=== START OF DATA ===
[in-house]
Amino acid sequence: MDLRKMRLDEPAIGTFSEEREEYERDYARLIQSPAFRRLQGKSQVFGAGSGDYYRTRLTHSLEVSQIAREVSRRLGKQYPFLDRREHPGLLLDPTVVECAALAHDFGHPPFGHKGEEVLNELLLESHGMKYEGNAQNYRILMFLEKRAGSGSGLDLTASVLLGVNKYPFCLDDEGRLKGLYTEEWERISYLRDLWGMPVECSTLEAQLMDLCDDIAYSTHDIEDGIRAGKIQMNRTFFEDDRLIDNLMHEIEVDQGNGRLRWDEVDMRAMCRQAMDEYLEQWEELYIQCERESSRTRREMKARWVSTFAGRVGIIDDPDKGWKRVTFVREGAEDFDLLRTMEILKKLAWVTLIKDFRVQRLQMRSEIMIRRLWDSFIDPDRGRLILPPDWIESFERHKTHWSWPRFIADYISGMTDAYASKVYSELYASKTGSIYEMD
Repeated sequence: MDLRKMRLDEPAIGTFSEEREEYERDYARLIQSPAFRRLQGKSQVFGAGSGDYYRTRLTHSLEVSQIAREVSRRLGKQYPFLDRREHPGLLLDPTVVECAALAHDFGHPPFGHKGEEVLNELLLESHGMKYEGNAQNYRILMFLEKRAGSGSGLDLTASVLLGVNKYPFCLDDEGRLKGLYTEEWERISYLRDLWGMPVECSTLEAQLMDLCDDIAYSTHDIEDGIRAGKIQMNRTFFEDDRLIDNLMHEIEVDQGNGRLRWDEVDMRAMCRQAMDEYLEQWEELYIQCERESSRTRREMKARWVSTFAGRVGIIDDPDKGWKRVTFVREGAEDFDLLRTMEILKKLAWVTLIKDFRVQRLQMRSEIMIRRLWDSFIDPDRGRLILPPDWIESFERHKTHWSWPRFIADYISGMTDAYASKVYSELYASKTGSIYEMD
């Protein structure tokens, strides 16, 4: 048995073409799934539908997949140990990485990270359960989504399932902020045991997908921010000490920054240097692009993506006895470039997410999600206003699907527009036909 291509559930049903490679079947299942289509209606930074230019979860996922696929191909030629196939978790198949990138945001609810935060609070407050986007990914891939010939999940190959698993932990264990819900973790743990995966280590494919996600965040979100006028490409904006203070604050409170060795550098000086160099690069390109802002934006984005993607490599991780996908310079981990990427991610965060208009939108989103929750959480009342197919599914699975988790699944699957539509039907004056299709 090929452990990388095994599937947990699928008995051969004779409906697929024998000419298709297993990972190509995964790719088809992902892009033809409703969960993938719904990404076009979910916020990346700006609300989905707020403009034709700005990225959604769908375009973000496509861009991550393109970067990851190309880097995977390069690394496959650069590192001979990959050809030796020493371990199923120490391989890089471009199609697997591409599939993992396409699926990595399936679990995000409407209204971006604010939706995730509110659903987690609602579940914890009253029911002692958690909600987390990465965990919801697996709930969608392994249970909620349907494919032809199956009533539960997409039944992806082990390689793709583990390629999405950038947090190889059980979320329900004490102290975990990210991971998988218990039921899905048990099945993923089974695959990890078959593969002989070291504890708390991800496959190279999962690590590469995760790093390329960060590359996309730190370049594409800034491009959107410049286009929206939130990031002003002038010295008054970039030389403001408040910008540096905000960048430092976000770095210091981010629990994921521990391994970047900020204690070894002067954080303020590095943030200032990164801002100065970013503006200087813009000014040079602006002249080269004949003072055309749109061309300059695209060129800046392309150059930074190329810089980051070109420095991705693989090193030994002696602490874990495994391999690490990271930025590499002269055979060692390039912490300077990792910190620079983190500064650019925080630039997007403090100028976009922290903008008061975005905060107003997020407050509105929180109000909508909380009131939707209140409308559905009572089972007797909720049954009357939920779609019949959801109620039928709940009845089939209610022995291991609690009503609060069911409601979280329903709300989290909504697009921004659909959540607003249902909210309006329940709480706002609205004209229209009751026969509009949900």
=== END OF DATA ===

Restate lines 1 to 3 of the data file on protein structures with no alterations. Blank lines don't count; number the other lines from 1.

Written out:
[in-house]
Amino acid sequence: MDLRKMRLDEPAIGTFSEEREEYERDYARLIQSPAFRRLQGKSQVFGAGSGDYYRTRLTHSLEVSQIAREVSRRLGKQYPFLDRREHPGLLLDPTVVECAALAHDFGHPPFGHKGEEVLNELLLESHGMKYEGNAQNYRILMFLEKRAGSGSGLDLTASVLLGVNKYPFCLDDEGRLKGLYTEEWERISYLRDLWGMPVECSTLEAQLMDLCDDIAYSTHDIEDGIRAGKIQMNRTFFEDDRLIDNLMHEIEVDQGNGRLRWDEVDMRAMCRQAMDEYLEQWEELYIQCERESSRTRREMKARWVSTFAGRVGIIDDPDKGWKRVTFVREGAEDFDLLRTMEILKKLAWVTLIKDFRVQRLQMRSEIMIRRLWDSFIDPDRGRLILPPDWIESFERHKTHWSWPRFIADYISGMTDAYASKVYSELYASKTGSIYEMD
Repeated sequence: MDLRKMRLDEPAIGTFSEEREEYERDYARLIQSPAFRRLQGKSQVFGAGSGDYYRTRLTHSLEVSQIAREVSRRLGKQYPFLDRREHPGLLLDPTVVECAALAHDFGHPPFGHKGEEVLNELLLESHGMKYEGNAQNYRILMFLEKRAGSGSGLDLTASVLLGVNKYPFCLDDEGRLKGLYTEEWERISYLRDLWGMPVECSTLEAQLMDLCDDIAYSTHDIEDGIRAGKIQMNRTFFEDDRLIDNLMHEIEVDQGNGRLRWDEVDMRAMCRQAMDEYLEQWEELYIQCERESSRTRREMKARWVSTFAGRVGIIDDPDKGWKRVTFVREGAEDFDLLRTMEILKKLAWVTLIKDFRVQRLQMRSEIMIRRLWDSFIDPDRGRLILPPDWIESFERHKTHWSWPRFIADYISGMTDAYASKVYSELYASKTGSIYEMD